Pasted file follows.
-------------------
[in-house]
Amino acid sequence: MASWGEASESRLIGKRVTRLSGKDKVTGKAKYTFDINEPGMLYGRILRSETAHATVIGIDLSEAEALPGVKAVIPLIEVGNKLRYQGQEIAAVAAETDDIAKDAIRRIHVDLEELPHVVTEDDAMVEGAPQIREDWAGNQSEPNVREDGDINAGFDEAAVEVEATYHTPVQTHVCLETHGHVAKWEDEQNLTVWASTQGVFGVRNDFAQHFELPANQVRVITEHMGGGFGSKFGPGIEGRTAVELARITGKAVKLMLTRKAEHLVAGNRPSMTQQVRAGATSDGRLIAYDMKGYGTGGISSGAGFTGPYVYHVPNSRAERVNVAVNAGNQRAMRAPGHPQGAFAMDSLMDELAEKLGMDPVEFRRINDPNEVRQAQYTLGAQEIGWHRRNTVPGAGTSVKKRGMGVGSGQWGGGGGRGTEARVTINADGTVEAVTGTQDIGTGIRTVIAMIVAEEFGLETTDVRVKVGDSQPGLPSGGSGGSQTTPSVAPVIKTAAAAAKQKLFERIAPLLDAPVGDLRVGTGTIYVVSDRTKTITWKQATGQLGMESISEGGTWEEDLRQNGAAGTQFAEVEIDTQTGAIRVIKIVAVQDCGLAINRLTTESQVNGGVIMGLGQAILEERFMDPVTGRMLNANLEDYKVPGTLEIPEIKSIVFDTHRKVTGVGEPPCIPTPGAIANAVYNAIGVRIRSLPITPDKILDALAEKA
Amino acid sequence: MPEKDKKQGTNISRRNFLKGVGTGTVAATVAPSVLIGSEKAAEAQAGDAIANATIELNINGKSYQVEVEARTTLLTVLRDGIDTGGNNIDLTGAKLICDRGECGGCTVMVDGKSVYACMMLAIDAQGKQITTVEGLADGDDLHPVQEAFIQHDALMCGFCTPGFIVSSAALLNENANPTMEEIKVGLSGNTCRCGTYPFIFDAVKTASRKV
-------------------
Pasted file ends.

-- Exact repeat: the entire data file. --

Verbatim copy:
[in-house]
Amino acid sequence: MASWGEASESRLIGKRVTRLSGKDKVTGKAKYTFDINEPGMLYGRILRSETAHATVIGIDLSEAEALPGVKAVIPLIEVGNKLRYQGQEIAAVAAETDDIAKDAIRRIHVDLEELPHVVTEDDAMVEGAPQIREDWAGNQSEPNVREDGDINAGFDEAAVEVEATYHTPVQTHVCLETHGHVAKWEDEQNLTVWASTQGVFGVRNDFAQHFELPANQVRVITEHMGGGFGSKFGPGIEGRTAVELARITGKAVKLMLTRKAEHLVAGNRPSMTQQVRAGATSDGRLIAYDMKGYGTGGISSGAGFTGPYVYHVPNSRAERVNVAVNAGNQRAMRAPGHPQGAFAMDSLMDELAEKLGMDPVEFRRINDPNEVRQAQYTLGAQEIGWHRRNTVPGAGTSVKKRGMGVGSGQWGGGGGRGTEARVTINADGTVEAVTGTQDIGTGIRTVIAMIVAEEFGLETTDVRVKVGDSQPGLPSGGSGGSQTTPSVAPVIKTAAAAAKQKLFERIAPLLDAPVGDLRVGTGTIYVVSDRTKTITWKQATGQLGMESISEGGTWEEDLRQNGAAGTQFAEVEIDTQTGAIRVIKIVAVQDCGLAINRLTTESQVNGGVIMGLGQAILEERFMDPVTGRMLNANLEDYKVPGTLEIPEIKSIVFDTHRKVTGVGEPPCIPTPGAIANAVYNAIGVRIRSLPITPDKILDALAEKA
Amino acid sequence: MPEKDKKQGTNISRRNFLKGVGTGTVAATVAPSVLIGSEKAAEAQAGDAIANATIELNINGKSYQVEVEARTTLLTVLRDGIDTGGNNIDLTGAKLICDRGECGGCTVMVDGKSVYACMMLAIDAQGKQITTVEGLADGDDLHPVQEAFIQHDALMCGFCTPGFIVSSAALLNENANPTMEEIKVGLSGNTCRCGTYPFIFDAVKTASRKV